The Relationship Between Parental Personality Style And Family Functioning

Date of Award




Degree Name

Doctor of Philosophy (Ph.D.)




Early research in family interaction focused primarily on dyadic relationships: husband-wife or parent-child. Although the relationship between individual symptomatology and family process has continued to receive strong emphasis, current theories and research have attempted to delineate family processes in an effort to develop and refine techniques of family therapy. The present study sought to examine the relationship between parental personality style and a number of dimensions of family functioning.Thirty two-parent families currently receiving family therapy on an inpatient or outpatient basis were recruited for the study. The parents in each family completed the Millon Clinical Multiaxial Inventory (MCMI) and the Family Assessment Device (FAD). Children over the age of ten years completed the FAD, and those over twelve years of age completed the Millon Adolescent Personality Inventory. All family members participated in a series of three videotaped family tasks. The videotaped tasks were subsequently rated by trained observers according to the Structural Family System Ratings developed at the University of Miami Spanish Family Guidance Center. Therapists also completed a brief rating form on each family.Families were classified as Dependent-Agreeable, Confident-Outgoing, or Angry-Irritable on the basis of parental personality style. It was hypothesized that considerable between group differences would emerge with the Confident-Outgoing group appearing healthiest, followed by the Dependent-Agreeable group, and subsequently the Angry-Irritable group. A series of oneway analyses of variance yielded significant differences among groups only on the variable Communication. When separated into inpatient and outpatient groups, however, significant differences were present among the personality groups on the variables Problem Solving, Communication, Affective Involvement, Affective Responsiveness, and General Functioning. Pattern analysis of mean scores supported the hypothesis that the Angry-Irritable group would appear the most pathological, but failed to show differences between the remaining personality styles. Correlations between observed and self report measures, as well as between therapist and observer ratings were generally low and nonsignificant. A family therapy model was utilized to interpret these findings, and a model for the indirect influence of parental personality style on family functioning was proposed.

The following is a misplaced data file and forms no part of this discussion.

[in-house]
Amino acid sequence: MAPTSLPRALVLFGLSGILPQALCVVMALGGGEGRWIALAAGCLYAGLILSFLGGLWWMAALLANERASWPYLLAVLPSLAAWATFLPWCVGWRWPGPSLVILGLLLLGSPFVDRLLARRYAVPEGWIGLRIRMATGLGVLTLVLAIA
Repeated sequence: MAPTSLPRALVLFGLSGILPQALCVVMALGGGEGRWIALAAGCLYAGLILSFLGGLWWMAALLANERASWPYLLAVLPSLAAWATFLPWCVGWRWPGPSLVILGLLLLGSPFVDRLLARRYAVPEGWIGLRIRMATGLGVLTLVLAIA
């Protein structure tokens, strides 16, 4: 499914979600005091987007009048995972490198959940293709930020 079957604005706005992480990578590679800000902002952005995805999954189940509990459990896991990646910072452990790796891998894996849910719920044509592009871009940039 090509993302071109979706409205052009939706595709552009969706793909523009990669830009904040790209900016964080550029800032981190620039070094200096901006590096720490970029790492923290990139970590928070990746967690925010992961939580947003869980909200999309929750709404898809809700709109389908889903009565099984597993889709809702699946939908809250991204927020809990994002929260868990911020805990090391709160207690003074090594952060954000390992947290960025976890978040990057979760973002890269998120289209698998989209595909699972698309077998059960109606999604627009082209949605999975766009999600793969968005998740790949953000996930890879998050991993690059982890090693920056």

Psychology, Clinical; Psychology, Personality

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